UPDATE: On February 14, 2020 the jury in Bader Farms, Inc. v. Monsanto Co., No. 1:16-cv-299 (E.D. Mo. 2020) ruled in favor of the plaintiff, Bader Farms, and awarded $15 million dollars in damages. The following day, February 15, the jury awarded an additional $250 million in punitive damages. To read more click here or here.


This article is the first in a series that the National Agricultural Law Center will publish over the next several weeks discussing the various on-going lawsuits concerning the chemical herbicide known as dicamba. How these lawsuits ultimately play out could have far-reaching impacts on how pesticides and pesticide-resistant, genetically-engineered crops are used in agriculture.

Dicamba is a chemical compound that is used in herbicides that are designed to kill annual and perennial broad-leafed plants. It works by mimicking natural plant hormones to cause abnormal growth and eventually death. Dicamba often is more toxic to target plant species than glyphosate, the chemical used in Roundup, and is used to combat glyphosate-resistant species, including palmer amaranth, a particularly troublesome species of pigweed. While dicamba is an extremely effective herbicide, it also is subject to volatility, meaning that it easily becomes airborne and drifts off-target during and following application. Due to its trouble with volatility, dicamba has historically been used in the late winter and early spring as a pre-emergent, meaning that it was applied directly to weeds prior to planting crops as a burndown. By applying dicamba prior to planting, damage that could occur to crops due to the pesticide’s volatility was prevented because most sensitive species had not yet emerged.

In 2015, Monsanto Company (“Monsanto”) released a line of soybean and cotton seeds that were genetically engineered to be resistant to dicamba. Monsanto’s idea was that farmers would plant the seeds and then spray a dicamba-based herbicide over the top of the crops to kill weeds that grew later in the planting season. Although the accompanying dicamba-based herbicide, XtendiMax, would not be registered by the Environmental Protection Agency (“EPA”) until 2017, Monsanto began selling its dicamba-resistant seeds to farmers in 2015. While Monsanto reportedly warned consumers that they were not allowed to apply older forms of dicamba to the new, dicamba-resistant seeds, the following growing season saw an increase in the number of reports of damage attributed to dicamba drift. As the number of reports grew, so did the number of lawsuits concerning dicamba.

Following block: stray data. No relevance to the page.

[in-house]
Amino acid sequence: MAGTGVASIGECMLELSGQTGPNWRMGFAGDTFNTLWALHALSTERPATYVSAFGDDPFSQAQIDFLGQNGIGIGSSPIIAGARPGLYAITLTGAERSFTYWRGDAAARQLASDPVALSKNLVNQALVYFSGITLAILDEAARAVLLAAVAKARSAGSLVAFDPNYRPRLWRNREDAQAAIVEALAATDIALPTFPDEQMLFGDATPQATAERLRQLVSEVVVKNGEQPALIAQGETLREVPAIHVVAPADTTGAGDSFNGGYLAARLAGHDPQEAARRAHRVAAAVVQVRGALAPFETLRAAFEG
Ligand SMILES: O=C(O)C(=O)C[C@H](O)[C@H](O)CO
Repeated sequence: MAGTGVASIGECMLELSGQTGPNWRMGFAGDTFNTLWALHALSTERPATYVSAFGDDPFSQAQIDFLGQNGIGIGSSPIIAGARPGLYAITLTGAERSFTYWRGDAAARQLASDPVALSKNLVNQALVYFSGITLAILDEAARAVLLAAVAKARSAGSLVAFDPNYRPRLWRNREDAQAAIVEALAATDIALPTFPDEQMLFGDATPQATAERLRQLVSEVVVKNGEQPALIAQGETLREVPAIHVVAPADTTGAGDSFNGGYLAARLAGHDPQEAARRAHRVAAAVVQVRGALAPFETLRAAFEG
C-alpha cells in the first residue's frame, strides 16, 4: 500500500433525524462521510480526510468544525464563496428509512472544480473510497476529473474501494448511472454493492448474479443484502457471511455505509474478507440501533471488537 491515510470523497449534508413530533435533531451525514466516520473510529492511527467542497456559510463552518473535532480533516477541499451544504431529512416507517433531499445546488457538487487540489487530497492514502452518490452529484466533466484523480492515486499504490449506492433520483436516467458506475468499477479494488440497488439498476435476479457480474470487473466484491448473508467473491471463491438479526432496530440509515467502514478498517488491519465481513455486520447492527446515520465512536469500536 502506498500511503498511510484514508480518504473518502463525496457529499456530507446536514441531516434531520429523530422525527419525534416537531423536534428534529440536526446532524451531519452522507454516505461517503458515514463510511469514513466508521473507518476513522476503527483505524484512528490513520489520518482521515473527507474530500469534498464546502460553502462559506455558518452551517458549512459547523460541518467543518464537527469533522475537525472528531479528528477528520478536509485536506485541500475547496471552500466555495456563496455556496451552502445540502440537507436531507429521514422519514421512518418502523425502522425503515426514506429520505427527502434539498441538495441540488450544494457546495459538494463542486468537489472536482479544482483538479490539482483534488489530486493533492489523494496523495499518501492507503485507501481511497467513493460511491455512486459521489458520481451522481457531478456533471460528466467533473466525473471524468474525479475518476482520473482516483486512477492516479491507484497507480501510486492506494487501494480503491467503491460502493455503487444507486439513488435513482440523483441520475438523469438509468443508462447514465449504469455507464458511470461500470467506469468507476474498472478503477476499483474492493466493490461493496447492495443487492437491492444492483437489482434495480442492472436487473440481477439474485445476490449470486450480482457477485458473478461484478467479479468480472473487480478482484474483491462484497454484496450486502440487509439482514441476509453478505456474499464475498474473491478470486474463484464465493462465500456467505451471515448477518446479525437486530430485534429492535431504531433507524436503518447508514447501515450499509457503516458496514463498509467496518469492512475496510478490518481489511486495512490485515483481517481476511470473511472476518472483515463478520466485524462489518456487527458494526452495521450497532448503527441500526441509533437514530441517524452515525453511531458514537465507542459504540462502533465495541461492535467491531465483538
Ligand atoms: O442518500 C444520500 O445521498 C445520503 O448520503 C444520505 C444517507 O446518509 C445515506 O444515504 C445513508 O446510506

Many of these lawsuits were filed against Monsanto by farmers alleging injury to their crops, one was filed against EPA for approving Monsanto’s dicamba-based pesticide, and one was filed by Monsanto itself against an Arkansas regulatory body that banned the use of dicamba in the state. All of these cases are currently on-going, and it is unclear yet what their ultimate result will be.

Bader Farms

The first lawsuit filed by a producer against Monsanto for damage caused by dicamba drift was filed by Bader Farms, Inc. (“Bader Farms”) in 2016. The suit, Bader Farms, Inc. v. Monsanto Co., No. 1:16-cv-299 (E.D. Mo. 2019), alleges widespread damage to the plaintiffs’ peach orchards, along with a multi-million dollar financial loss. At the center of Bader Farms’ original complaint was Monsanto’s genetically modified Roundup Ready 2 Xtend soybeans and Bollgard II Xtend cotton seeds (“Xtend crops”), dicamba-resistant seeds that the plaintiff alleged were released without an accompanying EPA-approved dicamba herbicide in 2015 and 2016. The plaintiffs alleged that by selling the Xtend crop seeds without a corresponding herbicide, it was foreseeable to Monsanto that farmers would use old, highly volatile, drift-prone dicamba that had a strong chance of damaging neighboring crops.